Staggering Cost Of Endometriosis For Aussie Women Revealed
Endometriosis is costing Australian women more than $30,000 every year.
That's enough for a brand new car, a pretty decent overseas holiday, or 125 years worth of the top-level Netflix subscription.
For Ellie Angel-Mobbs, it's the unsurprising figure women are spending to manage day-to-day pain.
"So I spend money on acupuncture, there's massaging, eating healthy, then going and seeing a specialist, there's the cost of ultrasounds, scans, tests," she told 10 daily.
"And the biggest one for me has been the surgeries."
Angel-Mobbs, a 2DayFM morning radio announcer, was diagnosed with stage four endometriosis when she was 26, after 10 years of incredibly painful periods.
Since then, she has undergone ten surgical procedures, a number of trips to the emergency room and a stint in intensive care.
In a bid to better understand the impact of the condition, researchers from Western Sydney University and the University of New South Wales surveyed more than 400 women either diagnosed with endometriosis or experiencing chronic pelvic pain.
The study, published in PLoS ONE on Friday, revealed patients incur an average cost of $31,000 per woman per year.
This money covers things including healthcare costs, employment-related costs and other costs related to childcare and household maintenance.
Endometriosis Australia director Donna Ciccia said the number isn't surprising.
"You know it's very expensive to have a chronic illness," Ciccia told 10 daily.
"You kind of go into denial and don't want to add it all up, because you would just be overwhelmed with how much money is spent in just trying to manage your symptoms."
Endometriosis, a chronic condition where tissue similar to that found in the lining of the uterus grows in other parts of the body, has no known cure.
It affects around one in ten women worldwide and often forces them to miss school or work due to debilitating pain.
It's here, researchers say, that women incur the biggest cost.
Though cost varied with pain level -- respondents with severe pain experienced around six times the cost of those with minimal pain -- 75 to 84 percent of costs were due to productivity loss.
"I don't think people are aware of how big an impact it has," Ciccia said.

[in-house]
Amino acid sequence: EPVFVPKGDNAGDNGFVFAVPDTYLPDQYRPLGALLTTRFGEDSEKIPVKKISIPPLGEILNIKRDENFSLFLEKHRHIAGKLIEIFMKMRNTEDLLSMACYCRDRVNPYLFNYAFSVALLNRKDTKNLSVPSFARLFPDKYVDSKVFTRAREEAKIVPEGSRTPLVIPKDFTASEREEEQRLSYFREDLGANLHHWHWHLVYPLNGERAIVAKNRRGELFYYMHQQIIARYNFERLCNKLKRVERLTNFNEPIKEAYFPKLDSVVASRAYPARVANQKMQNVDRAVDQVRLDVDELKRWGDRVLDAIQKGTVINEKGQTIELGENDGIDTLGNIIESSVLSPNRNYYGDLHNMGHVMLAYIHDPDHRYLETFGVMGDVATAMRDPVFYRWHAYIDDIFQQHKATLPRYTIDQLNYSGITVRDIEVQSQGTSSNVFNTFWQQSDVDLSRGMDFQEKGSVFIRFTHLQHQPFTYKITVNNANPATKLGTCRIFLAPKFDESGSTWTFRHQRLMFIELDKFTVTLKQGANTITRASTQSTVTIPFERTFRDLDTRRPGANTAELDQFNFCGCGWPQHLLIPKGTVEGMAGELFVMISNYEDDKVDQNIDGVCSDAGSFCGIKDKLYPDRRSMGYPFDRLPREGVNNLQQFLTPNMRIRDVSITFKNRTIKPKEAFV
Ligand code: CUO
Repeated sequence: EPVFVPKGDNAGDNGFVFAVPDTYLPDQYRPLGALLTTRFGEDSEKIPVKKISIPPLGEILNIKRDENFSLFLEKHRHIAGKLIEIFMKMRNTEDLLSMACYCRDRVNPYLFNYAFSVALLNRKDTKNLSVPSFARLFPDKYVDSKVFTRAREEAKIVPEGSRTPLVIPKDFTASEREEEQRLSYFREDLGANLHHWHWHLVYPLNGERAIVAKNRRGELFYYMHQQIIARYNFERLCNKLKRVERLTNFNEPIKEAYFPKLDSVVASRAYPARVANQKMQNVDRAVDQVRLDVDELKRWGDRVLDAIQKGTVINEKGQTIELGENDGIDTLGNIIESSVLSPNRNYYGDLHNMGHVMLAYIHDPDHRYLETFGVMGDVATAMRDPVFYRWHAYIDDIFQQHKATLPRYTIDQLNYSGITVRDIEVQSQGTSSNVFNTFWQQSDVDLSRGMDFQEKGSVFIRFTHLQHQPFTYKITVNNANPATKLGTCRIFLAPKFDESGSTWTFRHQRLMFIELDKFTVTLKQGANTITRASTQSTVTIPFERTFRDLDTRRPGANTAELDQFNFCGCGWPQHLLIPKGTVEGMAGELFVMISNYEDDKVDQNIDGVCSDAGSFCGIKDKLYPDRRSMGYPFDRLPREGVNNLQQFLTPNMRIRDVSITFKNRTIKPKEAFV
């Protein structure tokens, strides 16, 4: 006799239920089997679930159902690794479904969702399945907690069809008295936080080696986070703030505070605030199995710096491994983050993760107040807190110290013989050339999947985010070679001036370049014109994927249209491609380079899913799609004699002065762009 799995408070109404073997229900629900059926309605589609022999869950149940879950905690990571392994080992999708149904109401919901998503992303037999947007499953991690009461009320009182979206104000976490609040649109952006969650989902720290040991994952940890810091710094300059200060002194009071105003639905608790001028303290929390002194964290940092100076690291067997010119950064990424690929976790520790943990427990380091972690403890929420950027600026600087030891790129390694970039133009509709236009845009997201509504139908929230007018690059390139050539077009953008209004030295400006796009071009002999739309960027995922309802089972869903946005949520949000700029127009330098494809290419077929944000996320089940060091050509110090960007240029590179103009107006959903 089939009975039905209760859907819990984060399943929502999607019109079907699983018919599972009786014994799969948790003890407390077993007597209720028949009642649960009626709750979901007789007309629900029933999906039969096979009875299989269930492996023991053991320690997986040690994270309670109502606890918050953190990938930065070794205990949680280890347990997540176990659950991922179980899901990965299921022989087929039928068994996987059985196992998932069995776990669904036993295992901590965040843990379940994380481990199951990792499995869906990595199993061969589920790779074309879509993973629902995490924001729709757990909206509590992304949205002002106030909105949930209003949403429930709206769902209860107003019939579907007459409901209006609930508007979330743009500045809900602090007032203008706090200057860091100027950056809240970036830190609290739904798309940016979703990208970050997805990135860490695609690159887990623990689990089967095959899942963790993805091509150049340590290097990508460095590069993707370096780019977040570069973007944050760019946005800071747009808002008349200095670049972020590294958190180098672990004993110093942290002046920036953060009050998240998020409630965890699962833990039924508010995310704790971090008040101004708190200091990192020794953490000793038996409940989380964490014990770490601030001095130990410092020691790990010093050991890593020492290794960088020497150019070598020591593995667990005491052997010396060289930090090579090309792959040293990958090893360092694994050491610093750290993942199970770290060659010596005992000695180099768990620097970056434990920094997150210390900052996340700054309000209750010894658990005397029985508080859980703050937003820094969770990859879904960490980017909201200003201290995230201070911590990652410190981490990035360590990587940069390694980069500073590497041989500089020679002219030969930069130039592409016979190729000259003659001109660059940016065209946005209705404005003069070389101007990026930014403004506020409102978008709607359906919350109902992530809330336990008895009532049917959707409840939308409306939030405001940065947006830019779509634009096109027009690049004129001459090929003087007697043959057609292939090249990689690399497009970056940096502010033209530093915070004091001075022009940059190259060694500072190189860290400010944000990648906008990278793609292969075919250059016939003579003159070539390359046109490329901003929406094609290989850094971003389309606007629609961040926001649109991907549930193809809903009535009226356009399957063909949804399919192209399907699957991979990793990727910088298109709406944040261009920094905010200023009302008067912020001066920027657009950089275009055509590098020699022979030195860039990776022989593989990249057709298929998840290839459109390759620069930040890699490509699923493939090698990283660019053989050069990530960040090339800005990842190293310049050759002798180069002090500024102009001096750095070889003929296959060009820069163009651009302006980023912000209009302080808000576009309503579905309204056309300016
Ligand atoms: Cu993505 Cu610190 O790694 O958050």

"Some liken it to if you had a migraine or a headache and you were at work. How productive would you be during that time? You might be 80% present or you might be 60% productive."
Since beginning in radio at the age of 20, Angel-Mobbs said her entire career has been impacted by endometriosis.
"There was a time that I was actually told that I was about to run out of sick leave because I had been so, so sick," she said.
"To have that in the back of mind, that also put on the stress on top of trying to feel better."
The study's lead author, Dr Mike Armour, said the new findings highlight an urgent need for immediate policy action and more research into the condition and chronic pelvic pain, which places a "substantial" financial burden on Australian women.
With no cure currently available, treatment options largely include often highly addictive painkillers and invasive surgeries.
A national action plan with $2.7 million pledged for research was launched by Health Minister Greg Hunt last year, while an additional $10 million for "research and awareness" was announced this year.
The funds are incredibly important and very appreciated, Ciccia said, but are only the beginning of a long road.
"We still have a long way to go," she said.
"We don't know what causes it, we don't know how to prevent it, we've got no new innovative treatments, managing the symptoms, all of those types of things giving that quality of life to women and girls, we need substantial funding to find those answers."